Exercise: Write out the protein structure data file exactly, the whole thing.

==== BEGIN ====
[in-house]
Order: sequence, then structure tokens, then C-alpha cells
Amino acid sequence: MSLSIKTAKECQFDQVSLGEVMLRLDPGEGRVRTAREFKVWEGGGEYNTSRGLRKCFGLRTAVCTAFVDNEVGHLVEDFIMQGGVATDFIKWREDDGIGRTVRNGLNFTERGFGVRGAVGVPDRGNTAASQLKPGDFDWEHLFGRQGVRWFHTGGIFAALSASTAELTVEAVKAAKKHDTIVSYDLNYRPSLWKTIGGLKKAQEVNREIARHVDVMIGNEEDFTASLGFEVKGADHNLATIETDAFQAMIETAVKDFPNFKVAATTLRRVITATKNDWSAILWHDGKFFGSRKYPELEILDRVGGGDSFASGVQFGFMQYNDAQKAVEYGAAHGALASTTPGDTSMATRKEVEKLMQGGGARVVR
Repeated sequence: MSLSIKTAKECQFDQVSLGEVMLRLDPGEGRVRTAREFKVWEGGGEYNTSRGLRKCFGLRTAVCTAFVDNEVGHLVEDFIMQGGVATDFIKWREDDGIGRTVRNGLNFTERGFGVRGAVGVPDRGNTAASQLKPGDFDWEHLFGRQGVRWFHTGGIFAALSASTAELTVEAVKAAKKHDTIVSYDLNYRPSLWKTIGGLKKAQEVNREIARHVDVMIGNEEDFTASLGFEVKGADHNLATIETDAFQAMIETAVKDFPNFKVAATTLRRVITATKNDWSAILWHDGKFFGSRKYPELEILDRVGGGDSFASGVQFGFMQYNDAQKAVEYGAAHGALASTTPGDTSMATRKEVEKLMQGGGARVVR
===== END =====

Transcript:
[in-house]
Order: sequence, then structure tokens, then C-alpha cells
Amino acid sequence: MSLSIKTAKECQFDQVSLGEVMLRLDPGEGRVRTAREFKVWEGGGEYNTSRGLRKCFGLRTAVCTAFVDNEVGHLVEDFIMQGGVATDFIKWREDDGIGRTVRNGLNFTERGFGVRGAVGVPDRGNTAASQLKPGDFDWEHLFGRQGVRWFHTGGIFAALSASTAELTVEAVKAAKKHDTIVSYDLNYRPSLWKTIGGLKKAQEVNREIARHVDVMIGNEEDFTASLGFEVKGADHNLATIETDAFQAMIETAVKDFPNFKVAATTLRRVITATKNDWSAILWHDGKFFGSRKYPELEILDRVGGGDSFASGVQFGFMQYNDAQKAVEYGAAHGALASTTPGDTSMATRKEVEKLMQGGGARVVR
Repeated sequence: MSLSIKTAKECQFDQVSLGEVMLRLDPGEGRVRTAREFKVWEGGGEYNTSRGLRKCFGLRTAVCTAFVDNEVGHLVEDFIMQGGVATDFIKWREDDGIGRTVRNGLNFTERGFGVRGAVGVPDRGNTAASQLKPGDFDWEHLFGRQGVRWFHTGGIFAALSASTAELTVEAVKAAKKHDTIVSYDLNYRPSLWKTIGGLKKAQEVNREIARHVDVMIGNEEDFTASLGFEVKGADHNLATIETDAFQAMIETAVKDFPNFKVAATTLRRVITATKNDWSAILWHDGKFFGSRKYPELEILDRVGGGDSFASGVQFGFMQYNDAQKAVEYGAAHGALASTTPGDTSMATRKEVEKLMQGGGARVVR